According to a 2017 survey, it would take 22.7 years to eat at every restaurant in New York City.
After living here for so many years, that comes as no surprise. I am often torn whenever I have family or friends visiting on where to take them to dine. The options are quite literally endless. What makes deciding where to chow down even more difficult is, in New York, you can find cuisine at the level of authenticity that you’d find at night markets in Bangkok, late night eateries in Taipei, trattorias in Rome, patisseries in Paris, and in GupShup’s case, from the heart of Mumbai.
I finally made it to this hip eatery situated conveniently in Manhattan’s Union Square. Union Square is a popular area in New York City. It’s the sever between Manhattan’s business-savvy corporate Midtown/Flatiron District and hip dive-bar and cheap-eats filled Lower East Side/East Village. In Union Square, you can find restaurants of all sorts, but most come with a price tag. Since it is such a popular neighborhood, including: home to NYU and The New School; it is difficult to navigate the area without it leaving a dent on your wallet. For this reason, I don’t spend much time in Union Square, but for a stop at GupShup? It was well worth it.
The menu at GupShup has numerous enticing options: how to choose? Indian cuisine typically does not veer too far off track from traditional, but GupShup has found a way to incorporate modern takes on classic dishes: paneer cheese rolls, Amritsari soft-shell crab, and the innovative butter chicken wings.
The meal started with finely crafted cocktails that incorporated traditional Indian flavors such as Chai Masala, turmeric, and black cardamom. Masala Chai’s history shows it can be created in several different forms, but GupShup gives it a whole new meaning by mixing it into a warm welcoming martini.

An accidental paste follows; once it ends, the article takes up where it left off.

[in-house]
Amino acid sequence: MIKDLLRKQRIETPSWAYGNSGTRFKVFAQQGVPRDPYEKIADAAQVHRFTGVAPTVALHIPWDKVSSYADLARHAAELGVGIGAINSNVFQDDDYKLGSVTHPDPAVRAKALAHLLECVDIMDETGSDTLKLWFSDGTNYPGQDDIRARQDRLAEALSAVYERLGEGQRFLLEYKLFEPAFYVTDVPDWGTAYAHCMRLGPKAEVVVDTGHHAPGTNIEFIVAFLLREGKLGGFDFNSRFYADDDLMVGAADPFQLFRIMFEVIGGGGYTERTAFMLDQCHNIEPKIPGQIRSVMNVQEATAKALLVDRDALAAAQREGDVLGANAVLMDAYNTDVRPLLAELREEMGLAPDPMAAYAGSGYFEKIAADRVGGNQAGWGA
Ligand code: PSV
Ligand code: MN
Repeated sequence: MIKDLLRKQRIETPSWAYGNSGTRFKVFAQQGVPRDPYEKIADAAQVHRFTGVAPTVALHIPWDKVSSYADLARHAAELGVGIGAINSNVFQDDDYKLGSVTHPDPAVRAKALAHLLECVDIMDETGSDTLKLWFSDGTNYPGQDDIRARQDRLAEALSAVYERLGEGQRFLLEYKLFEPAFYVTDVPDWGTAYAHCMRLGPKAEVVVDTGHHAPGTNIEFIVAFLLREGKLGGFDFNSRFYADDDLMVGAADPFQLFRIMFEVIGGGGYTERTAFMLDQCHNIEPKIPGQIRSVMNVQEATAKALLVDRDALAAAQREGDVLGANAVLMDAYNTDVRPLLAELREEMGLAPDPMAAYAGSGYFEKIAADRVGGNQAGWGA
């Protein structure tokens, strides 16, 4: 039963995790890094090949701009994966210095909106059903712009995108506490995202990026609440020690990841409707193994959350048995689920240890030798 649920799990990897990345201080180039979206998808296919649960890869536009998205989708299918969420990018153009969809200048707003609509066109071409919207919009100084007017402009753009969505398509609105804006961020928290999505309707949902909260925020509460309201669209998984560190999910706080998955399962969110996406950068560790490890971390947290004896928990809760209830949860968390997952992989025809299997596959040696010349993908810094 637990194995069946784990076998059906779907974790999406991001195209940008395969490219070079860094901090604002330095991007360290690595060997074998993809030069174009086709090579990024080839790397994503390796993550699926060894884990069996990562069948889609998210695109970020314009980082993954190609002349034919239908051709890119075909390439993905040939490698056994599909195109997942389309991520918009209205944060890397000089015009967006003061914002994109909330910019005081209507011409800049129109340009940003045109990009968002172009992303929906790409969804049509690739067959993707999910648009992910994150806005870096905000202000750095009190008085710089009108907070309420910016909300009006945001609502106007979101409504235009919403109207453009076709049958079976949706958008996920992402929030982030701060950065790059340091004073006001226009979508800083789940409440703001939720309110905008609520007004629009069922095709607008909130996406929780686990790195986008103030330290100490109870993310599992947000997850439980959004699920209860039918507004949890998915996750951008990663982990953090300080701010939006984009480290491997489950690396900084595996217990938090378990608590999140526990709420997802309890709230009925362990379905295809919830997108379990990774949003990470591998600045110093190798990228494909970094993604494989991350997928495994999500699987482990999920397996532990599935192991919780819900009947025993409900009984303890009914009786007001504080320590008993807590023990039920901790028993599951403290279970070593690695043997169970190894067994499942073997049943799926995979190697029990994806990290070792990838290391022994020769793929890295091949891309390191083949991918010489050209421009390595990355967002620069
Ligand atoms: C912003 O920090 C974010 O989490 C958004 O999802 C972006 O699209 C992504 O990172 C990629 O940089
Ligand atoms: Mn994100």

Once settling in after a few sips of the inspiring drinks this eatery has to offer, GupShup takes you on a culinary tour around the Indian peninsula. Crabs thrive in cold water, so, based on India’s sweltering climate, it’s an unusual surprise to see crab on a Bombay menu. The most common crab in India, however, is khadi cha kekda, or mud crab. GupShup takes a lesser known ingredient and gives it a spin with a soft-shell crab version, deep fried, tossed in masala powder and speckled with flecks of coconut, quickly transporting you to the coastline of the Indian ocean.
GupShup’s owner, Jimmy Rizvi, had recommended the Himalayan Morels, stating that the dish is one of the more popular items, especially amongst vegan and gluten-free diners. Similarly to crab, mushrooms are not the first ingredient that comes to mind when thinking about Indian cuisine. India, however, is a large country covering several different types of landscape. And in the mountainous Himalayan region of the country, the luxurious morel mushroom can be found. Locally called guchchi, these mushrooms can only be foraged after snowfall, and with a laced honeycomb texture, are extremely fragile, making them even harder to maintain. They are known as one of the most expensive mushrooms in the world. Meaty in flavor and spongelike in texture, these shrooms are full of health benefits. The way GupShup prepared the Himalayan Morels was similar to Baingan Bharta, a classic Southern Indian eggplant dish with a tomato-onion-herb base.
Head Chef Zahir Khan, an immigrant from India who recently made his way to the Big Apple, made it clear that the butter chicken dish is one of the most popular, and that the restaurant goes through 400 pounds of chicken a week. Butter chicken is arguably Indian cuisine’s most popular dish amongst Westerners and can be found at nearly any Indian restaurant around the globe. It originated at the restaurant Moti Mahal in Delhi back in the 1950s. The alleged story is that Chef Kundan Lal Gujral was trying to prevent food waste, which led him to stewing down tomatoes, butter, cream, and chicken, and served it with rice. The dish became wildly popular a